I just got back from a three week trip to New Zealand's South Island. I had never been before and was really blown away with the people, landscape, and especially the trout water. Immediately after stepping out of the Auckland airport I was greeted with the electrified cacophony of cicadas. Hundreds and hundreds of them.
My trip spanned from Garston (about a one hour drive south of Queenstown) all the way up to Nelson which is the on the northern coast of the South Island. I spent the first 10 days fishing and driving from small town to small town on the left hand side of the road with my dad. It was a great opportunity to spend a lot of time together. We met some great people along the way, some of whom are pictured below, and discovered meat pies. It's kinda hard to resist a meat pie for any meal...
The second part of my trip was hosting 5 anglers at River Haven Lodge in Murchison for 7 days. As I discovered, the rivers near Murchison were spectacular and diverse. While often challenging due to wind or the length of a cast or marching kilometer after kilometer on river rocks, the overall experience was the most phenomenal trout fishing I've ever had.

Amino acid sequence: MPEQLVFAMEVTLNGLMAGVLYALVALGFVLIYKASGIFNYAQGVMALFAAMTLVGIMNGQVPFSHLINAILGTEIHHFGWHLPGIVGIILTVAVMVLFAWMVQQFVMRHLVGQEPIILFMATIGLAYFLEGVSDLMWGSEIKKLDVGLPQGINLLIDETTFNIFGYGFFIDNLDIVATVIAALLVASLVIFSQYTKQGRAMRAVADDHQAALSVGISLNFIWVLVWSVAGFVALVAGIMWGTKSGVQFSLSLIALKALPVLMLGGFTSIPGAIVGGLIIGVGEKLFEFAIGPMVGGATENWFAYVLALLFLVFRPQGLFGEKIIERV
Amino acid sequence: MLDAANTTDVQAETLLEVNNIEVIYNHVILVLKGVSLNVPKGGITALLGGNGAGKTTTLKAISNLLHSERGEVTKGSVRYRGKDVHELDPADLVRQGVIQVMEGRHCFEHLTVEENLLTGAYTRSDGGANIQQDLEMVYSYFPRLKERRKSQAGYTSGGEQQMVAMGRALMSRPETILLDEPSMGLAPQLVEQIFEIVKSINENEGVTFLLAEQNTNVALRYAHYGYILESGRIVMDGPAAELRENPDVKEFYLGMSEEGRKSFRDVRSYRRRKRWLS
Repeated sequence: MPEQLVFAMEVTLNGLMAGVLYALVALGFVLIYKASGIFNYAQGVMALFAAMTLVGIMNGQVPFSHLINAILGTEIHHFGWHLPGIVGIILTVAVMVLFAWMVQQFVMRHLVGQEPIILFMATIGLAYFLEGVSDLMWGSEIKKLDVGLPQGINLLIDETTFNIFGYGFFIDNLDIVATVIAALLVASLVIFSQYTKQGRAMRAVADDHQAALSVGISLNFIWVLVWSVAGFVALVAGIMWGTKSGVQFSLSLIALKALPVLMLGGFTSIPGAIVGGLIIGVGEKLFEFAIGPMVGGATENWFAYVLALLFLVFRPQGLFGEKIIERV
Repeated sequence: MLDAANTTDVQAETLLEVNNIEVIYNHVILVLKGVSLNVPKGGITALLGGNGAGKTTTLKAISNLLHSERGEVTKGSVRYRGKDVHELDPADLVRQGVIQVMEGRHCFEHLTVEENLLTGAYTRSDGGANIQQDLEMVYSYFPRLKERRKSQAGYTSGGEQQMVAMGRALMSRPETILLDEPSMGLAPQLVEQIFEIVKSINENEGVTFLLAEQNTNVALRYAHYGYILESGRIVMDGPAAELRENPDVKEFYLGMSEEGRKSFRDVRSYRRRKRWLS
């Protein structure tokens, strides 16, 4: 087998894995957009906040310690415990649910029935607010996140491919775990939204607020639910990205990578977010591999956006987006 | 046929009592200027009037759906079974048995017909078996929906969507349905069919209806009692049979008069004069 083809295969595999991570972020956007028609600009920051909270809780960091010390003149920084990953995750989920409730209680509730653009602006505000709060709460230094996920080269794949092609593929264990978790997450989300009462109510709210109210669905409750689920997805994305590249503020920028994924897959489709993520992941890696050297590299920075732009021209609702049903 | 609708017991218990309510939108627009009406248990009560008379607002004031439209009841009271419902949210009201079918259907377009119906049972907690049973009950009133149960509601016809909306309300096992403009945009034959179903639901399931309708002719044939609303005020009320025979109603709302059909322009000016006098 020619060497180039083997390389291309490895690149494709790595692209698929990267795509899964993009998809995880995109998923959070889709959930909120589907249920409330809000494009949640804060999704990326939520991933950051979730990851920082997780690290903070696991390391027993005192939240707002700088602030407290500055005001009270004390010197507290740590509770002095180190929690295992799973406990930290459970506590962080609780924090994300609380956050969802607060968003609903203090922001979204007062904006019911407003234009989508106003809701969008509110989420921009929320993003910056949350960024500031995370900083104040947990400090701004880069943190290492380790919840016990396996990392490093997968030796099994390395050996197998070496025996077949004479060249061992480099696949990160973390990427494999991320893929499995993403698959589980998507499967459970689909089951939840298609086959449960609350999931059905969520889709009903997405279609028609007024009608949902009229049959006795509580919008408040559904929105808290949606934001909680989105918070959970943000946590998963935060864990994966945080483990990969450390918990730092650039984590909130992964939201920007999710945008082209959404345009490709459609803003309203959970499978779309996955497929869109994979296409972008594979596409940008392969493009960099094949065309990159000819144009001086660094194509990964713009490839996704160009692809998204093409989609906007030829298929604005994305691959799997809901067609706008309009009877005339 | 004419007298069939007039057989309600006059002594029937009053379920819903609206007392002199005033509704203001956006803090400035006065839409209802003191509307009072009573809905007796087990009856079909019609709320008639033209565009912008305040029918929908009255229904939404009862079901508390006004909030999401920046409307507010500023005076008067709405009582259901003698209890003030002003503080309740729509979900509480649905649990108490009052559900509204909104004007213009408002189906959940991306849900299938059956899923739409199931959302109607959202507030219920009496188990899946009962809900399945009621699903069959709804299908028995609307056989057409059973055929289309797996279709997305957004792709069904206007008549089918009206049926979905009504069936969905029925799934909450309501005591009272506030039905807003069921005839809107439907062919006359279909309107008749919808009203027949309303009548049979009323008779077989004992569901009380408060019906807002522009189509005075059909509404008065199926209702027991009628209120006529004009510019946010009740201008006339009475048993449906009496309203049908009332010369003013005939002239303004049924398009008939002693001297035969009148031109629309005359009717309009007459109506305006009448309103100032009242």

Scott Murray, the co-owner and head guide at River Haven, made calls daily to other local guides figuring amongst themselves where they'd like to go and where they had all been, essentially making it much easier to get on a piece of water that had not been fished in at least 3 days. This alone was worth its weight in gold.
Scott and the other two guides including renowned fly tyer Peter Carty, tied all of the flies we used over the course of the week. On the sunny days we relied on sight fishing and on the cloudier or rain days Scott taught me the fine art of blind casting which he eloquently argues is much more difficult than sight casting. His passion for not just fishing but blind fishing made it even more enjoyable. His sense of humor made the whole experience even better...
A few of the best one liners I heard all week came from guide Pete Carty at the breakfast table prior to heading out. "I shot a pig with my head in a cave and now I have a cicada in my ear." I actually thought he was kidding when he said this. When I asked about a fisherman Peter had fished with many years before, Peter's response was, "He cast like a dyslexic spider."
Below is a slideshow: